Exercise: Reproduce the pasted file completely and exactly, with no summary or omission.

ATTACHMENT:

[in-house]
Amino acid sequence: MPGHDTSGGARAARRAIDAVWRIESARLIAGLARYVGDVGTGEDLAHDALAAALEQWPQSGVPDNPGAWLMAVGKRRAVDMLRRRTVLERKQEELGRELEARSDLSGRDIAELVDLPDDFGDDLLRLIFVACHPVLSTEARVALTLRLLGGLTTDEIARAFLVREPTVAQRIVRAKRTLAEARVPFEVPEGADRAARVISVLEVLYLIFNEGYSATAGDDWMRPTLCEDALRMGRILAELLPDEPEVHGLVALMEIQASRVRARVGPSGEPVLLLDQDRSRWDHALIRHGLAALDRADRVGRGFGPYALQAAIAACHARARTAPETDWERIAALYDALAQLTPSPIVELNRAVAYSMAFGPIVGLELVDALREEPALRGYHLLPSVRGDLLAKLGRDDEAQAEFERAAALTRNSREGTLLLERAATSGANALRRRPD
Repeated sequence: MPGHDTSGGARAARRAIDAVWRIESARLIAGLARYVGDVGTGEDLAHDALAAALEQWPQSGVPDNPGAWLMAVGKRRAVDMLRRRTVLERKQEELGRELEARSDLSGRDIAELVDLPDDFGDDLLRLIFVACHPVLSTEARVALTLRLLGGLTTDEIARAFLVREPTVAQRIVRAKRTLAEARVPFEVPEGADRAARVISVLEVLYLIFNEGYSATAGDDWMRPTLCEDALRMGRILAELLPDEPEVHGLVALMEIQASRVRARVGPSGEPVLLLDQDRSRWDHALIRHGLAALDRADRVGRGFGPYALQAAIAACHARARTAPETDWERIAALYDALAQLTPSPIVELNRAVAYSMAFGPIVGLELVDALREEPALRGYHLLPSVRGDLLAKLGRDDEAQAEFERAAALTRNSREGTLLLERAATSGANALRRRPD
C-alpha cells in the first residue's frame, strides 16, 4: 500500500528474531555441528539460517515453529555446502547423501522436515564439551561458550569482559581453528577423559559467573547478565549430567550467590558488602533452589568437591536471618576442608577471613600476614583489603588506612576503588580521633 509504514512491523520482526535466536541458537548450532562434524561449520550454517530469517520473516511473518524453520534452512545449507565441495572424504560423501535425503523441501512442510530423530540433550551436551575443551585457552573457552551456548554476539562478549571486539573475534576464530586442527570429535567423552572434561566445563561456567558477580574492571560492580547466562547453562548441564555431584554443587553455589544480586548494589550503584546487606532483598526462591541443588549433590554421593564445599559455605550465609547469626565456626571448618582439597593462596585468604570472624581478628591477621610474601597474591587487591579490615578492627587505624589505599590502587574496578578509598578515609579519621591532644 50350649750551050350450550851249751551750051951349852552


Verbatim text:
[in-house]
Amino acid sequence: MPGHDTSGGARAARRAIDAVWRIESARLIAGLARYVGDVGTGEDLAHDALAAALEQWPQSGVPDNPGAWLMAVGKRRAVDMLRRRTVLERKQEELGRELEARSDLSGRDIAELVDLPDDFGDDLLRLIFVACHPVLSTEARVALTLRLLGGLTTDEIARAFLVREPTVAQRIVRAKRTLAEARVPFEVPEGADRAARVISVLEVLYLIFNEGYSATAGDDWMRPTLCEDALRMGRILAELLPDEPEVHGLVALMEIQASRVRARVGPSGEPVLLLDQDRSRWDHALIRHGLAALDRADRVGRGFGPYALQAAIAACHARARTAPETDWERIAALYDALAQLTPSPIVELNRAVAYSMAFGPIVGLELVDALREEPALRGYHLLPSVRGDLLAKLGRDDEAQAEFERAAALTRNSREGTLLLERAATSGANALRRRPD
Repeated sequence: MPGHDTSGGARAARRAIDAVWRIESARLIAGLARYVGDVGTGEDLAHDALAAALEQWPQSGVPDNPGAWLMAVGKRRAVDMLRRRTVLERKQEELGRELEARSDLSGRDIAELVDLPDDFGDDLLRLIFVACHPVLSTEARVALTLRLLGGLTTDEIARAFLVREPTVAQRIVRAKRTLAEARVPFEVPEGADRAARVISVLEVLYLIFNEGYSATAGDDWMRPTLCEDALRMGRILAELLPDEPEVHGLVALMEIQASRVRARVGPSGEPVLLLDQDRSRWDHALIRHGLAALDRADRVGRGFGPYALQAAIAACHARARTAPETDWERIAALYDALAQLTPSPIVELNRAVAYSMAFGPIVGLELVDALREEPALRGYHLLPSVRGDLLAKLGRDDEAQAEFERAAALTRNSREGTLLLERAATSGANALRRRPD
C-alpha cells in the first residue's frame, strides 16, 4: 500500500528474531555441528539460517515453529555446502547423501522436515564439551561458550569482559581453528577423559559467573547478565549430567550467590558488602533452589568437591536471618576442608577471613600476614583489603588506612576503588580521633 509504514512491523520482526535466536541458537548450532562434524561449520550454517530469517520473516511473518524453520534452512545449507565441495572424504560423501535425503523441501512442510530423530540433550551436551575443551585457552573457552551456548554476539562478549571486539573475534576464530586442527570429535567423552572434561566445563561456567558477580574492571560492580547466562547453562548441564555431584554443587553455589544480586548494589550503584546487606532483598526462591541443588549433590554421593564445599559455605550465609547469626565456626571448618582439597593462596585468604570472624581478628591477621610474601597474591587487591579490615578492627587505624589505599590502587574496578578509598578515609579519621591532644 50350649750551050350450550851249751551750051951349852552